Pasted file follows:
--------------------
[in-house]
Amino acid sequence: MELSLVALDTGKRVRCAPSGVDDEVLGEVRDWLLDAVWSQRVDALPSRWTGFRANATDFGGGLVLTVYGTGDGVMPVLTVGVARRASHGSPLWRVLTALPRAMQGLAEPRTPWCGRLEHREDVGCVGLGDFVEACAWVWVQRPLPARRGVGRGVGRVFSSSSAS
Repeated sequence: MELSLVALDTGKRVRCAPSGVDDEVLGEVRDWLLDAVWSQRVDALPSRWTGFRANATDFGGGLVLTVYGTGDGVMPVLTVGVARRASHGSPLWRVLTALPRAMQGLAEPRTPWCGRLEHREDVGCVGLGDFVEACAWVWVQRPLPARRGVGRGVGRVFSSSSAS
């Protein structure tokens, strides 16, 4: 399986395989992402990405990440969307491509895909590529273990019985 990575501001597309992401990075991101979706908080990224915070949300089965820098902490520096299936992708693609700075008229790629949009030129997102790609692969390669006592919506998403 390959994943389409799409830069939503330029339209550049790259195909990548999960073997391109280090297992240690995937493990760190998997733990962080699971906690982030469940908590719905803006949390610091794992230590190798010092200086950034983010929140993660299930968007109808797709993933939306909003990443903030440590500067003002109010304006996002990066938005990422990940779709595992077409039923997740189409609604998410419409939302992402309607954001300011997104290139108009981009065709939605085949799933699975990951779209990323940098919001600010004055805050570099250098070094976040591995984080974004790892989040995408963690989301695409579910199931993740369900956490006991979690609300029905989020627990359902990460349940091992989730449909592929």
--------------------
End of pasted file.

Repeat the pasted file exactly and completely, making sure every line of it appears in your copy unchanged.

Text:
[in-house]
Amino acid sequence: MELSLVALDTGKRVRCAPSGVDDEVLGEVRDWLLDAVWSQRVDALPSRWTGFRANATDFGGGLVLTVYGTGDGVMPVLTVGVARRASHGSPLWRVLTALPRAMQGLAEPRTPWCGRLEHREDVGCVGLGDFVEACAWVWVQRPLPARRGVGRGVGRVFSSSSAS
Repeated sequence: MELSLVALDTGKRVRCAPSGVDDEVLGEVRDWLLDAVWSQRVDALPSRWTGFRANATDFGGGLVLTVYGTGDGVMPVLTVGVARRASHGSPLWRVLTALPRAMQGLAEPRTPWCGRLEHREDVGCVGLGDFVEACAWVWVQRPLPARRGVGRGVGRVFSSSSAS
């Protein structure tokens, strides 16, 4: 399986395989992402990405990440969307491509895909590529273990019985 990575501001597309992401990075991101979706908080990224915070949300089965820098902490520096299936992708693609700075008229790629949009030129997102790609692969390669006592919506998403 390959994943389409799409830069939503330029339209550049790259195909990548999960073997391109280090297992240690995937493990760190998997733990962080699971906690982030469940908590719905803006949390610091794992230590190798010092200086950034983010929140993660299930968007109808797709993933939306909003990443903030440590500067003002109010304006996002990066938005990422990940779709595992077409039923997740189409609604998410419409939302992402309607954001300011997104290139108009981009065709939605085949799933699975990951779209990323940098919001600010004055805050570099250098070094976040591995984080974004790892989040995408963690989301695409579910199931993740369900956490006991979690609300029905989020627990359902990460349940091992989730449909592929």